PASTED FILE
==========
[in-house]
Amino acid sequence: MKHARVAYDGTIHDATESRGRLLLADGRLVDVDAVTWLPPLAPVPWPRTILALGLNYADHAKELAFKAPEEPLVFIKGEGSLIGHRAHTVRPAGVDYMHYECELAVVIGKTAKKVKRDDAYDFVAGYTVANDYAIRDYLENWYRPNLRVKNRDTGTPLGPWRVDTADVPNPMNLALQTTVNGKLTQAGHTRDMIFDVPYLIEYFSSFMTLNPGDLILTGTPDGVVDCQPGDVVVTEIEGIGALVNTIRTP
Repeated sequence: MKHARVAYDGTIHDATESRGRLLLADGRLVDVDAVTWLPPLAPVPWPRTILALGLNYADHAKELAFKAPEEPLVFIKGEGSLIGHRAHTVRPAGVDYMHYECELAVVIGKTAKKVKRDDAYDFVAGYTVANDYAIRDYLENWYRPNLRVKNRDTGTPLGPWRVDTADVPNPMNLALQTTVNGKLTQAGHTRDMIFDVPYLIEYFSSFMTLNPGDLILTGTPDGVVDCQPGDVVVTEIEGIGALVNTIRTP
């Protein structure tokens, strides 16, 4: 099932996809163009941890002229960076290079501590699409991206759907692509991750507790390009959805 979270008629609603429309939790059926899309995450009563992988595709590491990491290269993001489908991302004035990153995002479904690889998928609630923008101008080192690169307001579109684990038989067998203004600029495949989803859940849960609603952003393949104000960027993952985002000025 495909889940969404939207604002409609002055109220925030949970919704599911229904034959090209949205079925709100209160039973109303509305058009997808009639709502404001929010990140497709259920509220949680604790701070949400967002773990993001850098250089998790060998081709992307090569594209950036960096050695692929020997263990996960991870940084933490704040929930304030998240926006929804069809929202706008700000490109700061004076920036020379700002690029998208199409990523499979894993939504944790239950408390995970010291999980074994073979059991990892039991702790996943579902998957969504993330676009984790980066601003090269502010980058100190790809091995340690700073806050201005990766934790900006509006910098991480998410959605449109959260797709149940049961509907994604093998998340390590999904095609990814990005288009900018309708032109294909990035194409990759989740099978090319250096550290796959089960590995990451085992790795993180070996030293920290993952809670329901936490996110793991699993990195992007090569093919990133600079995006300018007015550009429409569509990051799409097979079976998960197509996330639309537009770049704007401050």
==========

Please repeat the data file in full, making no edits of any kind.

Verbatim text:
[in-house]
Amino acid sequence: MKHARVAYDGTIHDATESRGRLLLADGRLVDVDAVTWLPPLAPVPWPRTILALGLNYADHAKELAFKAPEEPLVFIKGEGSLIGHRAHTVRPAGVDYMHYECELAVVIGKTAKKVKRDDAYDFVAGYTVANDYAIRDYLENWYRPNLRVKNRDTGTPLGPWRVDTADVPNPMNLALQTTVNGKLTQAGHTRDMIFDVPYLIEYFSSFMTLNPGDLILTGTPDGVVDCQPGDVVVTEIEGIGALVNTIRTP
Repeated sequence: MKHARVAYDGTIHDATESRGRLLLADGRLVDVDAVTWLPPLAPVPWPRTILALGLNYADHAKELAFKAPEEPLVFIKGEGSLIGHRAHTVRPAGVDYMHYECELAVVIGKTAKKVKRDDAYDFVAGYTVANDYAIRDYLENWYRPNLRVKNRDTGTPLGPWRVDTADVPNPMNLALQTTVNGKLTQAGHTRDMIFDVPYLIEYFSSFMTLNPGDLILTGTPDGVVDCQPGDVVVTEIEGIGALVNTIRTP
């Protein structure tokens, strides 16, 4: 099932996809163009941890002229960076290079501590699409991206759907692509991750507790390009959805 979270008629609603429309939790059926899309995450009563992988595709590491990491290269993001489908991302004035990153995002479904690889998928609630923008101008080192690169307001579109684990038989067998203004600029495949989803859940849960609603952003393949104000960027993952985002000025 495909889940969404939207604002409609002055109220925030949970919704599911229904034959090209949205079925709100209160039973109303509305058009997808009639709502404001929010990140497709259920509220949680604790701070949400967002773990993001850098250089998790060998081709992307090569594209950036960096050695692929020997263990996960991870940084933490704040929930304030998240926006929804069809929202706008700000490109700061004076920036020379700002690029998208199409990523499979894993939504944790239950408390995970010291999980074994073979059991990892039991702790996943579902998957969504993330676009984790980066601003090269502010980058100190790809091995340690700073806050201005990766934790900006509006910098991480998410959605449109959260797709149940049961509907994604093998998340390590999904095609990814990005288009900018309708032109294909990035194409990759989740099978090319250096550290796959089960590995990451085992790795993180070996030293920290993952809670329901936490996110793991699993990195992007090569093919990133600079995006300018007015550009429409569509990051799409097979079976998960197509996330639309537009770049704007401050």